R Introduction

We offer here a couple of introductory tutorials on basic R concepts. It serves as background material for our main tutorial series Elementary Statistics with R.

The only hardware requirement for most of the R tutorials is a PC with the latest free open source R software installed. R has extensive documentation and active online community support. It is the perfect environment to get started in statistical computing.

Installation

R can be downloaded from one of the mirror sites in http://cran.r-project.org/mirrors.html. You should pick your nearest location.

Using External Data

R offers plenty of options for loading external data, including Excel, Minitab and SPSS files. We have included a tutorial titled Data Import on the subject for the purpose.

R Session

After R is started, there is a console awaiting for input. At the prompt (>), you can enter numbers and perform calculations.

> 1 + 2
[1] 3

Variable Assignment

We assign values to variables with the assignment operator "=". Just typing the variable by itself at the prompt will print out the value. We should note that another form of assignment operator "<-" is also in use.

> x = 1
> x
[1] 1

Functions

R functions are invoked by its name, then followed by the parenthesis, and zero or more arguments. The following apply the function c to combine three numeric values into a vector.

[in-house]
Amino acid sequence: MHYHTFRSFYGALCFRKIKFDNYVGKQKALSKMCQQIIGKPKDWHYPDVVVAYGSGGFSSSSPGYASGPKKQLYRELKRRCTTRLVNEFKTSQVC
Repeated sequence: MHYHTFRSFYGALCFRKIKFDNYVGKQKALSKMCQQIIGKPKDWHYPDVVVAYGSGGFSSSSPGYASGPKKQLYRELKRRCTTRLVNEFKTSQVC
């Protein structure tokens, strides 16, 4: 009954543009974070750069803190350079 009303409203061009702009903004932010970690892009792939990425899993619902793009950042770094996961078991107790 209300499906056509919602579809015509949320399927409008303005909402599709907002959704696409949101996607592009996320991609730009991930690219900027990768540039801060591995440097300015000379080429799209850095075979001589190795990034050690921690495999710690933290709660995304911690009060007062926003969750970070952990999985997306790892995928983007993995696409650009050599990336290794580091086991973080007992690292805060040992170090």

> c(1, 2, 3)
[1] 1 2 3

All text after the pound sign "#" within the same line is considered a comment.

> 1 + 1      # this is a comment
[1] 2

Extension Package

Sometimes we need additional functionality beyond those offered by the core R library. In order to install an extension package, you should invoke the install.packages function at the prompt and follow the instruction.

> install.packages()

Getting Help

R provides extensive documentation. For example, entering ?c or help(c) at the prompt gives documentation of the function c in R. Please give it a try.

> help(c)

If you are not sure about the name of the function you are looking for, you can perform a fuzzy search with the apropos function.

> apropos("nova")
[1] "anova"                "anova.glm"
....

Finally, there is an R specific Internet search engine at http://www.rseek.org for more assistance.